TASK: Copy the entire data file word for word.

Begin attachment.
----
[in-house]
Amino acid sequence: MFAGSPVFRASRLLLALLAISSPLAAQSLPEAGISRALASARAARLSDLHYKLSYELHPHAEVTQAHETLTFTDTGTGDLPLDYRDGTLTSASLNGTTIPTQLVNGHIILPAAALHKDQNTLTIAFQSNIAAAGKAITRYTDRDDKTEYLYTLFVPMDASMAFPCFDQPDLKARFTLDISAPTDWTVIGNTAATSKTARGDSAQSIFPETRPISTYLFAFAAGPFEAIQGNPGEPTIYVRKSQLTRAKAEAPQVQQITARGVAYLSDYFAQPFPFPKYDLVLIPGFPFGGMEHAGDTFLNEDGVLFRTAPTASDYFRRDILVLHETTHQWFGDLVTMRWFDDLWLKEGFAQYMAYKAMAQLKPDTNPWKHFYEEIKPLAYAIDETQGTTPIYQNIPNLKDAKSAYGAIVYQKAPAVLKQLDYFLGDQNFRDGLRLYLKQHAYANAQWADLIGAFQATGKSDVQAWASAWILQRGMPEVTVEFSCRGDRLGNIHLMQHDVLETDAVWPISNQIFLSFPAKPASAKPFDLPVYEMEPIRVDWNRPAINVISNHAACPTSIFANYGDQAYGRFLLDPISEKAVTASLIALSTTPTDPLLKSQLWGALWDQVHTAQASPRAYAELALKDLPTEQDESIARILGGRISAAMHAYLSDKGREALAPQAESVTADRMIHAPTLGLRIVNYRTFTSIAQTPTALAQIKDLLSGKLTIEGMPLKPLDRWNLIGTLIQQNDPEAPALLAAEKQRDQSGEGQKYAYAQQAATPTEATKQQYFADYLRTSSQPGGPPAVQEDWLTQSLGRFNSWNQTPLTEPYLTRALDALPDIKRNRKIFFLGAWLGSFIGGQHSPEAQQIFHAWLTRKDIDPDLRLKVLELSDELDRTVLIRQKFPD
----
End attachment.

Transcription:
[in-house]
Amino acid sequence: MFAGSPVFRASRLLLALLAISSPLAAQSLPEAGISRALASARAARLSDLHYKLSYELHPHAEVTQAHETLTFTDTGTGDLPLDYRDGTLTSASLNGTTIPTQLVNGHIILPAAALHKDQNTLTIAFQSNIAAAGKAITRYTDRDDKTEYLYTLFVPMDASMAFPCFDQPDLKARFTLDISAPTDWTVIGNTAATSKTARGDSAQSIFPETRPISTYLFAFAAGPFEAIQGNPGEPTIYVRKSQLTRAKAEAPQVQQITARGVAYLSDYFAQPFPFPKYDLVLIPGFPFGGMEHAGDTFLNEDGVLFRTAPTASDYFRRDILVLHETTHQWFGDLVTMRWFDDLWLKEGFAQYMAYKAMAQLKPDTNPWKHFYEEIKPLAYAIDETQGTTPIYQNIPNLKDAKSAYGAIVYQKAPAVLKQLDYFLGDQNFRDGLRLYLKQHAYANAQWADLIGAFQATGKSDVQAWASAWILQRGMPEVTVEFSCRGDRLGNIHLMQHDVLETDAVWPISNQIFLSFPAKPASAKPFDLPVYEMEPIRVDWNRPAINVISNHAACPTSIFANYGDQAYGRFLLDPISEKAVTASLIALSTTPTDPLLKSQLWGALWDQVHTAQASPRAYAELALKDLPTEQDESIARILGGRISAAMHAYLSDKGREALAPQAESVTADRMIHAPTLGLRIVNYRTFTSIAQTPTALAQIKDLLSGKLTIEGMPLKPLDRWNLIGTLIQQNDPEAPALLAAEKQRDQSGEGQKYAYAQQAATPTEATKQQYFADYLRTSSQPGGPPAVQEDWLTQSLGRFNSWNQTPLTEPYLTRALDALPDIKRNRKIFFLGAWLGSFIGGQHSPEAQQIFHAWLTRKDIDPDLRLKVLELSDELDRTVLIRQKFPD